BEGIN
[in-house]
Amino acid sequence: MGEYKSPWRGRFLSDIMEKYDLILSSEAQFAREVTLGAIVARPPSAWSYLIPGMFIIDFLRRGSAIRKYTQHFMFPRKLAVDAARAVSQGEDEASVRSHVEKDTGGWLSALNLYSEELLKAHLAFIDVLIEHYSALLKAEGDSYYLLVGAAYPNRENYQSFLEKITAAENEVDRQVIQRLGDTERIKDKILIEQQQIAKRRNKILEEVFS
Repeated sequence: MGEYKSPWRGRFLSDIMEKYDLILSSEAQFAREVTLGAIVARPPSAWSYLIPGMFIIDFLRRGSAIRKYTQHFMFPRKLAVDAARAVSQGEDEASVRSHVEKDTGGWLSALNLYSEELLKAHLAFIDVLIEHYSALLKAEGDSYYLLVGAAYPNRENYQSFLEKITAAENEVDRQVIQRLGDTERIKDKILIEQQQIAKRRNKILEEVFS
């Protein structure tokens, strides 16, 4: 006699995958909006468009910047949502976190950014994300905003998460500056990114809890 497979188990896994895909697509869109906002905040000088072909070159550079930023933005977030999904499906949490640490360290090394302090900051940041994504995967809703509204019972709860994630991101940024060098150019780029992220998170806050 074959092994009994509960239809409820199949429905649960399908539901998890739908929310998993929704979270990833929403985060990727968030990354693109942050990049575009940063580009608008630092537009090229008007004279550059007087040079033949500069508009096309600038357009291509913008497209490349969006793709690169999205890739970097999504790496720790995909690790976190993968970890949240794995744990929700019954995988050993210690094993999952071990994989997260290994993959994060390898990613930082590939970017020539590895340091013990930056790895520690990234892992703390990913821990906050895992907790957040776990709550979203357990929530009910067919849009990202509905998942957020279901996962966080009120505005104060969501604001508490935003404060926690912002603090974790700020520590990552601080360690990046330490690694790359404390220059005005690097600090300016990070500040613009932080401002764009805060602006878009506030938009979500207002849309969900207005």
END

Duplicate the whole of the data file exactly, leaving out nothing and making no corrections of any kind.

[in-house]
Amino acid sequence: MGEYKSPWRGRFLSDIMEKYDLILSSEAQFAREVTLGAIVARPPSAWSYLIPGMFIIDFLRRGSAIRKYTQHFMFPRKLAVDAARAVSQGEDEASVRSHVEKDTGGWLSALNLYSEELLKAHLAFIDVLIEHYSALLKAEGDSYYLLVGAAYPNRENYQSFLEKITAAENEVDRQVIQRLGDTERIKDKILIEQQQIAKRRNKILEEVFS
Repeated sequence: MGEYKSPWRGRFLSDIMEKYDLILSSEAQFAREVTLGAIVARPPSAWSYLIPGMFIIDFLRRGSAIRKYTQHFMFPRKLAVDAARAVSQGEDEASVRSHVEKDTGGWLSALNLYSEELLKAHLAFIDVLIEHYSALLKAEGDSYYLLVGAAYPNRENYQSFLEKITAAENEVDRQVIQRLGDTERIKDKILIEQQQIAKRRNKILEEVFS
């Protein structure tokens, strides 16, 4: 006699995958909006468009910047949502976190950014994300905003998460500056990114809890 497979188990896994895909697509869109906002905040000088072909070159550079930023933005977030999904499906949490640490360290090394302090900051940041994504995967809703509204019972709860994630991101940024060098150019780029992220998170806050 074959092994009994509960239809409820199949429905649960399908539901998890739908929310998993929704979270990833929403985060990727968030990354693109942050990049575009940063580009608008630092537009090229008007004279550059007087040079033949500069508009096309600038357009291509913008497209490349969006793709690169999205890739970097999504790496720790995909690790976190993968970890949240794995744990929700019954995988050993210690094993999952071990994989997260290994993959994060390898990613930082590939970017020539590895340091013990930056790895520690990234892992703390990913821990906050895992907790957040776990709550979203357990929530009910067919849009990202509905998942957020279901996962966080009120505005104060969501604001508490935003404060926690912002603090974790700020520590990552601080360690990046330490690694790359404390220059005005690097600090300016990070500040613009932080401002764009805060602006878009506030938009979500207002849309969900207005």